Thursday, May 15, 2014

Woocommerce not creating thumbnails

While working on a site that's not my typical day-to-day site, I came across an issue where Woocommerce on WordPress wasn't creating thumbnails. Instead, it was using the large image and just using CSS to resize them.

Normally, I wouldn't have noticed such a thing, but it was hosted over a DSL connection so large images would load visibly slow.

Knowing that the code worked fine on our development environment, it seemed it had to be something with the server. After checking permissions on all the folders where generated images go, I started going through the code to generate images. Even though the "Regenerate Thumbnails" extension said everything worked, I had my doubts.

As it turned out, my doubts were well founded. We needed to install php-gd on the server to make it work. Now, when it is supposed to use a thumbnail, it uses a thumbnail.

Sometimes it's the simple things that make me smile at the end of the day.

Friday, October 11, 2013

New toys...

Unlike some of my prior posts showing expensive hardware that I got to play with, this time it is much more meager. I got a Raspberry Pi.

This time, it really is a toy.

I got one of the starter kits with an 8GB SD pre-loaded with several linux distros to try out and the clear case. If it works out, one more of those and I can put one in each of my sons' rooms. Very basic, yes... but that's exactly why I'd consider it for them. Hard to get in trouble when it doesn't get infected like windows and doesn't have TB of storage.

So far, I'm pretty impressed with what it has to offer in a package smaller than many computer mice. I'm sure I'll be posting more about it soon.

Thursday, August 15, 2013

Yii multiple select dropdownlist with default values

So I was coding a form in Yii, and came across a situation where I had a value of 0111110 (no, yes, yes, yes, yes, yes, no) that I needed to pre-populate values in a multiple select drop down. This didn't seem like it should be that hard, but the Yii documentation lacked a bit there.

The first step was to split out the string.

$optionValues = str_split($model->variable);

Now, we create a blank array to hold our options.

$options = array();

Then, we go through those options and set selected on the ones that need selected.

foreach ($optionValues as $optionKey=>$optionVal) {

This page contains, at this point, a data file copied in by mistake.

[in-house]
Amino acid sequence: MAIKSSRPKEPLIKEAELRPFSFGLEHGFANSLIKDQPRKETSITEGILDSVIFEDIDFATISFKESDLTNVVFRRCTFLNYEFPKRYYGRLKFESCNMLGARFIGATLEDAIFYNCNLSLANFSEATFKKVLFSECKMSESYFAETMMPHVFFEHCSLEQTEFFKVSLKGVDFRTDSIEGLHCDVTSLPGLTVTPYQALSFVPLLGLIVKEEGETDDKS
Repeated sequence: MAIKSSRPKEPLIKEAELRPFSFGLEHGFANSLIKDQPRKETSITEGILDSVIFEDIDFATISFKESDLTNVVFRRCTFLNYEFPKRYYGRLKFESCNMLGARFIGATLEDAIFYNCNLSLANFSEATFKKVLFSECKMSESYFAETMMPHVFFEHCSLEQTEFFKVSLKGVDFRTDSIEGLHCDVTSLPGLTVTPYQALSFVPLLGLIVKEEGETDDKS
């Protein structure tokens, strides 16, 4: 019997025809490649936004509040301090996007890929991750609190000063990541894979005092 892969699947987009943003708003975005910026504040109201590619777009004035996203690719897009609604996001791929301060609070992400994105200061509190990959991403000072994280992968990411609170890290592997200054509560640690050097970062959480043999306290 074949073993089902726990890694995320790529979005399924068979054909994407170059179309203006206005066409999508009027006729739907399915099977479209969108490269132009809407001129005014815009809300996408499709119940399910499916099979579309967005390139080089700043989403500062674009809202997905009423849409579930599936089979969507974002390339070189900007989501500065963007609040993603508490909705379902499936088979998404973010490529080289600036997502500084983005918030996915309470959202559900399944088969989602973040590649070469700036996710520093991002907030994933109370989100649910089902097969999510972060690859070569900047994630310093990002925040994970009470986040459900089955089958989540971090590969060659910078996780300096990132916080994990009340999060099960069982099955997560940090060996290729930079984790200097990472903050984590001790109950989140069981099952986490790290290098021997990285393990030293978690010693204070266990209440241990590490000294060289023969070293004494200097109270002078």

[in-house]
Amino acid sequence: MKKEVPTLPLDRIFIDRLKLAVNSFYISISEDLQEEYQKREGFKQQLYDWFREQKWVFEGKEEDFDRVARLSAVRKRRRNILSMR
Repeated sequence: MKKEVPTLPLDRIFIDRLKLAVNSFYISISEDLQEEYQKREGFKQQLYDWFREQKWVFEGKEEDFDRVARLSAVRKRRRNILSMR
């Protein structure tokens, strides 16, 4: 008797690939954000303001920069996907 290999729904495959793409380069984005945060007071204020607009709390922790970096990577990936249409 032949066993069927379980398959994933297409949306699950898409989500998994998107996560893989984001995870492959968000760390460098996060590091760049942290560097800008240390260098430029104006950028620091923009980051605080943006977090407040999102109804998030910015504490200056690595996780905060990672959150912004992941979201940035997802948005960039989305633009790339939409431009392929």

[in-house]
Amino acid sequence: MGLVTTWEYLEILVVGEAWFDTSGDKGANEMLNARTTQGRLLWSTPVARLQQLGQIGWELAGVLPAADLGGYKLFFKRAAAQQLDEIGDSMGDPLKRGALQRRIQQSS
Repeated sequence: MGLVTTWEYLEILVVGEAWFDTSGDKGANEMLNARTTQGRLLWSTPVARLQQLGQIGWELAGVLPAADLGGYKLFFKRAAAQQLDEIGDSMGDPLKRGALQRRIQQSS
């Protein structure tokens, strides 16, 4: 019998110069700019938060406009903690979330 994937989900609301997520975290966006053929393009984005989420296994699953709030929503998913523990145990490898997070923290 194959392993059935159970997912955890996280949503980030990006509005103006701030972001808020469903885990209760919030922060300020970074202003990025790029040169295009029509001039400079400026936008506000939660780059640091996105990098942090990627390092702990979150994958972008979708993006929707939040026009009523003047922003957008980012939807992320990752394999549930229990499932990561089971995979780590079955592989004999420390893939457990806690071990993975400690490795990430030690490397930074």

if ($optionVal) {
        $options[$optionKey] = array('selected' => 'selected');

Now, we render the drop down list.

echo $form->dropDownList($model, 'variable', array('0' => 'Zero', '1' => 'One','2'=>'Two','3' => 'Three', '4' => 'Four', '5' => 'Five', '6' => 'Six'), 'options' => $options));

That pre-selects any that are supposed to be selected. Job done. Thanks, Yii.

Thursday, June 20, 2013

Get "Null or Value" on related model in Yii

I have two tables, one with bases and one with transmitters. Bases work without transmitters, but transmitters don't work without bases. This means a HAS_MANY / BELONGS_TO relationship works out well in most cases.

I recently ran into a two-fold problem.

1) I wasn't getting the null values from the related table when filtering on !=7.

2) If I added an OR statement, it ran really... really... really slow.

The second was easily fixed by adding an index containing the joining field and the filtering field, but that still left the OR, which wasn't real efficient.

The solution was coalesce in my search() function.

$criteria->addCondition('coalesce(transmitters.field,0) != 7');

transmitters was the related table I was filtering on, and field was the field. Basically, anything that's null becomes a 0, so it's not a 7 (and not a null), so it shows up.

Nothing too difficult this time, but hopefully it can save someone (probably me in a few weeks) some time digging around for an answer.

Friday, May 10, 2013

MySQL Query Times with Varying Batch Insert Sizes

I'm always curious how different things affect performance, so when I had to import 775 company records with around 30 fields, 26,681 base unit records with almost 90 fields and 30,197 transmitter records with over 100 fields into a MySQL database, it became time to do some testing.

Initially, the process was taking a few seconds, but that was only a subset of the data. Once I got this larger set of data, it was taking 18:49 to import it, which wasn't acceptable. So, time to leave the straight "insert into ___ set ___=___" method that is so much more readable and move to "insert into ___ values ( __ , __ )" style.

The first thing I did in testing was to disable indexes, insert, then enable indexes again. This brought the time down to 9:27, which is a big improvement, but still not where I wanted to be.

Changing from set _=_ to values ( _ , _ ) made no real difference.

Then, I changed to doing multiple records in a single pass, and what a difference that made.

Records At Once Time taken

As you can see, the more records inserted at once, the faster it went. This held up even to the point of doing just 3 inserts. At some point, I'd expect a diminished return as my php script will run out of memory, but on this limited set of data, I didn't hit that point. However, even just increasing to 25 realized most of the performance increase, and even 500 was closing in on the limit of the gains. For memory usage reasons, I'd consider using a smaller number. However, since the plan is to truncate and replace the data, doing the all at once method is probably preferred to have minimal time without data.

Next test will be with a table with around 30 fields and millions of rows. That could provide more useful info.

Happy coding!

Monday, April 29, 2013

No longer in eCommerce

Since I'm no longer in eCommerce, I need a new blog title and about me text. Plus, since I'm developing stuff from scratch, I'm way more likely to write some code snippets on here. Time for some updates.

Suggestions anyone?

Monday, February 18, 2013

A bit of CSS coding humor

/* because ellipsis is too hard to spell */
.dotdotdot {
overflow: hidden;